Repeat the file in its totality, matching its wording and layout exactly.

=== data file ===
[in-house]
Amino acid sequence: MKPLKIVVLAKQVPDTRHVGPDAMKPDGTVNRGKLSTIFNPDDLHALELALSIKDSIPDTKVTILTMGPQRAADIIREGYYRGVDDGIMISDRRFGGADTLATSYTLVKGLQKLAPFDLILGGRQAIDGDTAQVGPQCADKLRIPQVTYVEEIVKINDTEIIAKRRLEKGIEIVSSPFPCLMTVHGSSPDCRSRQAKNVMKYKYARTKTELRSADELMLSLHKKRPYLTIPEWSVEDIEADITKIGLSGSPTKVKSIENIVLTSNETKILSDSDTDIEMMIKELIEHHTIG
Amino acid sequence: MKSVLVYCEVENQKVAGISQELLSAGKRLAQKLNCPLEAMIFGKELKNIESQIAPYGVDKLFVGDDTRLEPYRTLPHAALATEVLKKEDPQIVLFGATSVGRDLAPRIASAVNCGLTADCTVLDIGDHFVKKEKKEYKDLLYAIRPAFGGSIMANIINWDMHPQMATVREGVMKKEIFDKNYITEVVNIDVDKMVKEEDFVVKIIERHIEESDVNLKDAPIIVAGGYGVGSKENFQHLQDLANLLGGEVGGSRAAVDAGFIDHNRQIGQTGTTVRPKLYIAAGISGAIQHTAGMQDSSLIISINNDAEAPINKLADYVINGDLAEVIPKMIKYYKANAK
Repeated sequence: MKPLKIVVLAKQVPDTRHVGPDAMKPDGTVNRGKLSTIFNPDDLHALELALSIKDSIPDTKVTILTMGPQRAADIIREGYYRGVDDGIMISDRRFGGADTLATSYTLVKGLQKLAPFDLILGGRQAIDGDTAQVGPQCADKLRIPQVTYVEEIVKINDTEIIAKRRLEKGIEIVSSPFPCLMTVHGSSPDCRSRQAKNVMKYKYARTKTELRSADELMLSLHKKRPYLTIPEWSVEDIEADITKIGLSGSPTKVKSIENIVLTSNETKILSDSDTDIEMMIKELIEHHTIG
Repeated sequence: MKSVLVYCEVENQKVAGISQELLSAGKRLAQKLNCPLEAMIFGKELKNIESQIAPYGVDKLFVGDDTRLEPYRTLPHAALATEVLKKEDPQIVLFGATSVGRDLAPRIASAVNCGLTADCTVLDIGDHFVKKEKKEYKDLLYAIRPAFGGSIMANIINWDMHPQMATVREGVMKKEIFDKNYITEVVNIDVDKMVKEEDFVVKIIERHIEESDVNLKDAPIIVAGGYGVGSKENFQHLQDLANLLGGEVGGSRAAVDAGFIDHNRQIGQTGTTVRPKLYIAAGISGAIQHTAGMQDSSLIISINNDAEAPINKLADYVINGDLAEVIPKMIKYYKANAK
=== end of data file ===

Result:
[in-house]
Amino acid sequence: MKPLKIVVLAKQVPDTRHVGPDAMKPDGTVNRGKLSTIFNPDDLHALELALSIKDSIPDTKVTILTMGPQRAADIIREGYYRGVDDGIMISDRRFGGADTLATSYTLVKGLQKLAPFDLILGGRQAIDGDTAQVGPQCADKLRIPQVTYVEEIVKINDTEIIAKRRLEKGIEIVSSPFPCLMTVHGSSPDCRSRQAKNVMKYKYARTKTELRSADELMLSLHKKRPYLTIPEWSVEDIEADITKIGLSGSPTKVKSIENIVLTSNETKILSDSDTDIEMMIKELIEHHTIG
Amino acid sequence: MKSVLVYCEVENQKVAGISQELLSAGKRLAQKLNCPLEAMIFGKELKNIESQIAPYGVDKLFVGDDTRLEPYRTLPHAALATEVLKKEDPQIVLFGATSVGRDLAPRIASAVNCGLTADCTVLDIGDHFVKKEKKEYKDLLYAIRPAFGGSIMANIINWDMHPQMATVREGVMKKEIFDKNYITEVVNIDVDKMVKEEDFVVKIIERHIEESDVNLKDAPIIVAGGYGVGSKENFQHLQDLANLLGGEVGGSRAAVDAGFIDHNRQIGQTGTTVRPKLYIAAGISGAIQHTAGMQDSSLIISINNDAEAPINKLADYVINGDLAEVIPKMIKYYKANAK
Repeated sequence: MKPLKIVVLAKQVPDTRHVGPDAMKPDGTVNRGKLSTIFNPDDLHALELALSIKDSIPDTKVTILTMGPQRAADIIREGYYRGVDDGIMISDRRFGGADTLATSYTLVKGLQKLAPFDLILGGRQAIDGDTAQVGPQCADKLRIPQVTYVEEIVKINDTEIIAKRRLEKGIEIVSSPFPCLMTVHGSSPDCRSRQAKNVMKYKYARTKTELRSADELMLSLHKKRPYLTIPEWSVEDIEADITKIGLSGSPTKVKSIENIVLTSNETKILSDSDTDIEMMIKELIEHHTIG
Repeated sequence: MKSVLVYCEVENQKVAGISQELLSAGKRLAQKLNCPLEAMIFGKELKNIESQIAPYGVDKLFVGDDTRLEPYRTLPHAALATEVLKKEDPQIVLFGATSVGRDLAPRIASAVNCGLTADCTVLDIGDHFVKKEKKEYKDLLYAIRPAFGGSIMANIINWDMHPQMATVREGVMKKEIFDKNYITEVVNIDVDKMVKEEDFVVKIIERHIEESDVNLKDAPIIVAGGYGVGSKENFQHLQDLANLLGGEVGGSRAAVDAGFIDHNRQIGQTGTTVRPKLYIAAGISGAIQHTAGMQDSSLIISINNDAEAPINKLADYVINGDLAEVIPKMIKYYKANAK